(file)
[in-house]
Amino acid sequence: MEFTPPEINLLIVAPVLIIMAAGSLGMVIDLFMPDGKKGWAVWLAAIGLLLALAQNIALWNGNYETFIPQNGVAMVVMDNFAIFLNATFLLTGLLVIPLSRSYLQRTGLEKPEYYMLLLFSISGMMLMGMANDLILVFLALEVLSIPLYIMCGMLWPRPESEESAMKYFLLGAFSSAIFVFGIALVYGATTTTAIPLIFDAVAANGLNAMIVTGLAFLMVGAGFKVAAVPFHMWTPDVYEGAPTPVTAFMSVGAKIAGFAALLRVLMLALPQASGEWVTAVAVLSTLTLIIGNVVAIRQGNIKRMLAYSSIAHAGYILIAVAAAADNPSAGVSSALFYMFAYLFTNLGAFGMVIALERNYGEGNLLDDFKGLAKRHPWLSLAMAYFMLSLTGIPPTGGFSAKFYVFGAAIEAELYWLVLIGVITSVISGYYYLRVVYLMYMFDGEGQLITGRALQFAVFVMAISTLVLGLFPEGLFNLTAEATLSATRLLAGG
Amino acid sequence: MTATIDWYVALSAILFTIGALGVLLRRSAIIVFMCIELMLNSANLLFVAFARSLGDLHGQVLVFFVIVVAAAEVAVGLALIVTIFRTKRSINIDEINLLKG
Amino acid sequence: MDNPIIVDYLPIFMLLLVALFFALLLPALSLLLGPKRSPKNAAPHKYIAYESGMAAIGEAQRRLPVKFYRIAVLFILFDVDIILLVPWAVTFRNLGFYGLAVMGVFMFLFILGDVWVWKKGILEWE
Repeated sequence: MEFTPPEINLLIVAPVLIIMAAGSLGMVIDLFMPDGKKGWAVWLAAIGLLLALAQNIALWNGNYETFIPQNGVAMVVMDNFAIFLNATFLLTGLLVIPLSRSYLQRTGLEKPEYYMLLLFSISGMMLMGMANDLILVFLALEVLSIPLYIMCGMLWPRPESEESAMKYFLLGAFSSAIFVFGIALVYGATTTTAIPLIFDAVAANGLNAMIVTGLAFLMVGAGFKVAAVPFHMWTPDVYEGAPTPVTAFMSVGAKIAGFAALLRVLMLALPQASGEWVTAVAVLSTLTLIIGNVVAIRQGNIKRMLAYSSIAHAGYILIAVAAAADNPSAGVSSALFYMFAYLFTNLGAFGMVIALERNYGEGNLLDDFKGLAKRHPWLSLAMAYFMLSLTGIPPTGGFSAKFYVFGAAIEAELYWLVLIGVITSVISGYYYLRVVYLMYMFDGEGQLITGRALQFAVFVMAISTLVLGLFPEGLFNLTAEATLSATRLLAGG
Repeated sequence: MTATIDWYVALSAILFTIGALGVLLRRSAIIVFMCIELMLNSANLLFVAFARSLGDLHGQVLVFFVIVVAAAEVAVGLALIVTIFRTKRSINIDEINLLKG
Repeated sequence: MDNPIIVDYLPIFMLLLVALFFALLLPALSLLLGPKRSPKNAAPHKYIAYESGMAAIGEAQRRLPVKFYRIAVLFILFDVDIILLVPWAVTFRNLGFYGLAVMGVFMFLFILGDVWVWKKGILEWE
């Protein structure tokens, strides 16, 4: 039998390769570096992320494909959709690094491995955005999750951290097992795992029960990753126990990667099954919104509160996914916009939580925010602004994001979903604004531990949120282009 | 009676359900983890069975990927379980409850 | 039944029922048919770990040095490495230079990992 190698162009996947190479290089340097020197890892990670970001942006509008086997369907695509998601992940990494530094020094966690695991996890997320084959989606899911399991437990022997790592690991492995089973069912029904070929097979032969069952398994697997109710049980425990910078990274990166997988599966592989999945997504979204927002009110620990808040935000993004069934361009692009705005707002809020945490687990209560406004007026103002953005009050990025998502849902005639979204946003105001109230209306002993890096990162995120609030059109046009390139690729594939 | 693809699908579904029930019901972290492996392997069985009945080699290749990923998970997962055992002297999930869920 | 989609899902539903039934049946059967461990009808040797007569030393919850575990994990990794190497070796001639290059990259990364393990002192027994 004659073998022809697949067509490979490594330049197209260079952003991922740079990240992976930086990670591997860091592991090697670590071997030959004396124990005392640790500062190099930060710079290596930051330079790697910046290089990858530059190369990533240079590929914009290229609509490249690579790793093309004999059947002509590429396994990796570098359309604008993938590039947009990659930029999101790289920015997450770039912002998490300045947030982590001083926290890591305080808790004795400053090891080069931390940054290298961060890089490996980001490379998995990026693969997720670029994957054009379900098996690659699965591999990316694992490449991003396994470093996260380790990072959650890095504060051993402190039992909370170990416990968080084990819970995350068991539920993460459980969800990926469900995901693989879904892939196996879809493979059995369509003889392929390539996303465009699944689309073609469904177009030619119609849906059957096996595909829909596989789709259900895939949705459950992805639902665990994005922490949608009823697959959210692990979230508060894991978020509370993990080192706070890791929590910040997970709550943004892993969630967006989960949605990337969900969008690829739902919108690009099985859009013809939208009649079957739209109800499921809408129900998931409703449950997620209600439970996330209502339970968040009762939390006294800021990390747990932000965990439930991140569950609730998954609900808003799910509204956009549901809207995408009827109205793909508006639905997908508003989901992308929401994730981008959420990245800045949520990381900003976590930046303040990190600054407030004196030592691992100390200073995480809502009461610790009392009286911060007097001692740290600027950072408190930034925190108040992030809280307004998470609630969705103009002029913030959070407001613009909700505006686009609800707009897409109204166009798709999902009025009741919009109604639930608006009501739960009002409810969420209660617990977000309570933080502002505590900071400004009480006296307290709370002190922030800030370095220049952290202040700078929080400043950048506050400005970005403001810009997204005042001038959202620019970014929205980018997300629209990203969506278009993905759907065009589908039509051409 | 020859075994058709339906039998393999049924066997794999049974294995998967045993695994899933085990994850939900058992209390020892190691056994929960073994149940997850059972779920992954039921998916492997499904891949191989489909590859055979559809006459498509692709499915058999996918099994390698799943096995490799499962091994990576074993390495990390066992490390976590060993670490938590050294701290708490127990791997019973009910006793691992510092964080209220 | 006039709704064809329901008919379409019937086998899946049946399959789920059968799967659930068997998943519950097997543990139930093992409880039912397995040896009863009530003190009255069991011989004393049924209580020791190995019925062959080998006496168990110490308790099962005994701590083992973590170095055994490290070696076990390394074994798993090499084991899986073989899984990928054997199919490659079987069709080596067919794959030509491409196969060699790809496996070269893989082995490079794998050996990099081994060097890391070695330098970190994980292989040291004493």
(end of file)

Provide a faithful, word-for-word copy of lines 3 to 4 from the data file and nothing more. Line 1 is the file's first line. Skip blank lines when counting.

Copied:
Amino acid sequence: MTATIDWYVALSAILFTIGALGVLLRRSAIIVFMCIELMLNSANLLFVAFARSLGDLHGQVLVFFVIVVAAAEVAVGLALIVTIFRTKRSINIDEINLLKG
Amino acid sequence: MDNPIIVDYLPIFMLLLVALFFALLLPALSLLLGPKRSPKNAAPHKYIAYESGMAAIGEAQRRLPVKFYRIAVLFILFDVDIILLVPWAVTFRNLGFYGLAVMGVFMFLFILGDVWVWKKGILEWE